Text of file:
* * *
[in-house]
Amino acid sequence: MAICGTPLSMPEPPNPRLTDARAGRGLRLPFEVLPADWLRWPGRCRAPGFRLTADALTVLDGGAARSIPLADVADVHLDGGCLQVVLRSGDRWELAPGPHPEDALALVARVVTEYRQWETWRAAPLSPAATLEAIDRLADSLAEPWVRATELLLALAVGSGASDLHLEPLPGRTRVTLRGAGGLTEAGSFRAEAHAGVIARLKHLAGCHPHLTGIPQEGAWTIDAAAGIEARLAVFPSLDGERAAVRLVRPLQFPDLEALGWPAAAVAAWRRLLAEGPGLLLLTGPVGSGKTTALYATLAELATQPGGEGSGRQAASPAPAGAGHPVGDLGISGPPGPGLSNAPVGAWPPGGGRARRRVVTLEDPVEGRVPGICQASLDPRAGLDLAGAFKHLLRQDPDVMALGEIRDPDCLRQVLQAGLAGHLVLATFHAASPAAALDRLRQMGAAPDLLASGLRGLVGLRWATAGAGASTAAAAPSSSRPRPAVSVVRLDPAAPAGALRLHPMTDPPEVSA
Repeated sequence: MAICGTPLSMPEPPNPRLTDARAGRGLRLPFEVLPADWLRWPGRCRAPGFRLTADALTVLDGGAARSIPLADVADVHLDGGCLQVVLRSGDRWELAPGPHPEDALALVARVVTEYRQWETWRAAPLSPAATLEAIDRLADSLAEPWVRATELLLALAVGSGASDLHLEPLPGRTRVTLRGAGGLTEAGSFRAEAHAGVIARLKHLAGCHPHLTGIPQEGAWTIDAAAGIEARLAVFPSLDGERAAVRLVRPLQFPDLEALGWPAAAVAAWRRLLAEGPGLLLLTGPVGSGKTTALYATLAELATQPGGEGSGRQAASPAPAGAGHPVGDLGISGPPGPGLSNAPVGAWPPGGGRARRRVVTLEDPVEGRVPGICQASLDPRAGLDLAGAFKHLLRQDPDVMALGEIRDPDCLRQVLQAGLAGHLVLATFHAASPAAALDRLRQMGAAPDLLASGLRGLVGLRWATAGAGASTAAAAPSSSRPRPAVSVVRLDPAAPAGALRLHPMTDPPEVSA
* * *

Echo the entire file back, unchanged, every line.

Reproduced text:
[in-house]
Amino acid sequence: MAICGTPLSMPEPPNPRLTDARAGRGLRLPFEVLPADWLRWPGRCRAPGFRLTADALTVLDGGAARSIPLADVADVHLDGGCLQVVLRSGDRWELAPGPHPEDALALVARVVTEYRQWETWRAAPLSPAATLEAIDRLADSLAEPWVRATELLLALAVGSGASDLHLEPLPGRTRVTLRGAGGLTEAGSFRAEAHAGVIARLKHLAGCHPHLTGIPQEGAWTIDAAAGIEARLAVFPSLDGERAAVRLVRPLQFPDLEALGWPAAAVAAWRRLLAEGPGLLLLTGPVGSGKTTALYATLAELATQPGGEGSGRQAASPAPAGAGHPVGDLGISGPPGPGLSNAPVGAWPPGGGRARRRVVTLEDPVEGRVPGICQASLDPRAGLDLAGAFKHLLRQDPDVMALGEIRDPDCLRQVLQAGLAGHLVLATFHAASPAAALDRLRQMGAAPDLLASGLRGLVGLRWATAGAGASTAAAAPSSSRPRPAVSVVRLDPAAPAGALRLHPMTDPPEVSA
Repeated sequence: MAICGTPLSMPEPPNPRLTDARAGRGLRLPFEVLPADWLRWPGRCRAPGFRLTADALTVLDGGAARSIPLADVADVHLDGGCLQVVLRSGDRWELAPGPHPEDALALVARVVTEYRQWETWRAAPLSPAATLEAIDRLADSLAEPWVRATELLLALAVGSGASDLHLEPLPGRTRVTLRGAGGLTEAGSFRAEAHAGVIARLKHLAGCHPHLTGIPQEGAWTIDAAAGIEARLAVFPSLDGERAAVRLVRPLQFPDLEALGWPAAAVAAWRRLLAEGPGLLLLTGPVGSGKTTALYATLAELATQPGGEGSGRQAASPAPAGAGHPVGDLGISGPPGPGLSNAPVGAWPPGGGRARRRVVTLEDPVEGRVPGICQASLDPRAGLDLAGAFKHLLRQDPDVMALGEIRDPDCLRQVLQAGLAGHLVLATFHAASPAAALDRLRQMGAAPDLLASGLRGLVGLRWATAGAGASTAAAAPSSSRPRPAVSVVRLDPAAPAGALRLHPMTDPPEVSA